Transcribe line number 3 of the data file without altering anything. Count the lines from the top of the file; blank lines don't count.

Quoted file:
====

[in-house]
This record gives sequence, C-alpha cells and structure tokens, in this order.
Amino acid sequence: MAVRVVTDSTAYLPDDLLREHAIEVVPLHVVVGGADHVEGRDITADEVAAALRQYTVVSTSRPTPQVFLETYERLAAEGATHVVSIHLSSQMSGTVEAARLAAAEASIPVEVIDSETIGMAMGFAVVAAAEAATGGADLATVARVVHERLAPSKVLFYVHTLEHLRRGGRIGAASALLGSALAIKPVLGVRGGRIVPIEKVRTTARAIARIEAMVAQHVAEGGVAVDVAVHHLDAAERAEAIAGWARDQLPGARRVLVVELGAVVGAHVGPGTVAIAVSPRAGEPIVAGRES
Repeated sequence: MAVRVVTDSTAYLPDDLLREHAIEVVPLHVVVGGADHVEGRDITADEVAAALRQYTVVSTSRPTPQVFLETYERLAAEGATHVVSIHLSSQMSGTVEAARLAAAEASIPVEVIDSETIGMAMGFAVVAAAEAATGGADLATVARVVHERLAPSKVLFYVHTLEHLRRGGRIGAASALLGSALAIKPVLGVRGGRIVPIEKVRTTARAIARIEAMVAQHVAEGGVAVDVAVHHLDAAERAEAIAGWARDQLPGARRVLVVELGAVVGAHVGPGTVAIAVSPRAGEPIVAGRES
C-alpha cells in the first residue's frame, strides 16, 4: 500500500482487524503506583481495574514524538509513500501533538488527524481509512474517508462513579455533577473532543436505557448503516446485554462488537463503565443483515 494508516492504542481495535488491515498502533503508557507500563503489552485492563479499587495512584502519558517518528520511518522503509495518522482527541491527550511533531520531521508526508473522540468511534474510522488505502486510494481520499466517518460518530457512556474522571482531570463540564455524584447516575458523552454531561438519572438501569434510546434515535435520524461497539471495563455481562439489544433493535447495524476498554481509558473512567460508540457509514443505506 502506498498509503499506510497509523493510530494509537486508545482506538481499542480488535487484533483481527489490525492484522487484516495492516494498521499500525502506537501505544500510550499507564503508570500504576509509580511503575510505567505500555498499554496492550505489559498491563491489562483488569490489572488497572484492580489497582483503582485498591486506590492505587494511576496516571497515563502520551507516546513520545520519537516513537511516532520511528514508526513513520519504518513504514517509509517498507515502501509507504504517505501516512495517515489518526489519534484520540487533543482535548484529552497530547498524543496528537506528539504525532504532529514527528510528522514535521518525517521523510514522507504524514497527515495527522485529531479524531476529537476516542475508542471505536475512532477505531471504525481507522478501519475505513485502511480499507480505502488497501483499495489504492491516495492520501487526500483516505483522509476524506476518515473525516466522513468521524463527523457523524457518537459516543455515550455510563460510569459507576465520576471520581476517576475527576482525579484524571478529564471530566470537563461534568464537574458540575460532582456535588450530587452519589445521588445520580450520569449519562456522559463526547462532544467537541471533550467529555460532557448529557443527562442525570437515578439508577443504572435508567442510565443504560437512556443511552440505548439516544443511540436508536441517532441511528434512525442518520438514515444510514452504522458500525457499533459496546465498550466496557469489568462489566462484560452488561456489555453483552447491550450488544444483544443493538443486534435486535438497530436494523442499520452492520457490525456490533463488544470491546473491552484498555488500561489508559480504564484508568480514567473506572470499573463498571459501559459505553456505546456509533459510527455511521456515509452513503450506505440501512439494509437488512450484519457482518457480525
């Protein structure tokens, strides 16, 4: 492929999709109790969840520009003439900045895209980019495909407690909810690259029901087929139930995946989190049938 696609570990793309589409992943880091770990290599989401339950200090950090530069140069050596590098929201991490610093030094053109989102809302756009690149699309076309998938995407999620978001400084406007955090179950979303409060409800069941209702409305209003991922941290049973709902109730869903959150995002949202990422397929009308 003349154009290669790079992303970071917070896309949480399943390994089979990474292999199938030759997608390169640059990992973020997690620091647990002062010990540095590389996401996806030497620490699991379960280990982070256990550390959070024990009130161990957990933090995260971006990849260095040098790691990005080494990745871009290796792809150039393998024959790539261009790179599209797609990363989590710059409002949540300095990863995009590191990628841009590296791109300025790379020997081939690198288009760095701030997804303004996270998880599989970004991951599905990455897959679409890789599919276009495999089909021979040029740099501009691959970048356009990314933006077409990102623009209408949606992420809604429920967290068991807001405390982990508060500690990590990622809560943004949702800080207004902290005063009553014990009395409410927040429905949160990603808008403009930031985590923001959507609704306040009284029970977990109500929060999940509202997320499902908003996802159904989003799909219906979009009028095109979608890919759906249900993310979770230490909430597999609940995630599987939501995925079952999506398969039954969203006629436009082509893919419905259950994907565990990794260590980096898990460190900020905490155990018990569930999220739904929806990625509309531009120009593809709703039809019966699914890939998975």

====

Amino acid sequence: MAVRVVTDSTAYLPDDLLREHAIEVVPLHVVVGGADHVEGRDITADEVAAALRQYTVVSTSRPTPQVFLETYERLAAEGATHVVSIHLSSQMSGTVEAARLAAAEASIPVEVIDSETIGMAMGFAVVAAAEAATGGADLATVARVVHERLAPSKVLFYVHTLEHLRRGGRIGAASALLGSALAIKPVLGVRGGRIVPIEKVRTTARAIARIEAMVAQHVAEGGVAVDVAVHHLDAAERAEAIAGWARDQLPGARRVLVVELGAVVGAHVGPGTVAIAVSPRAGEPIVAGRES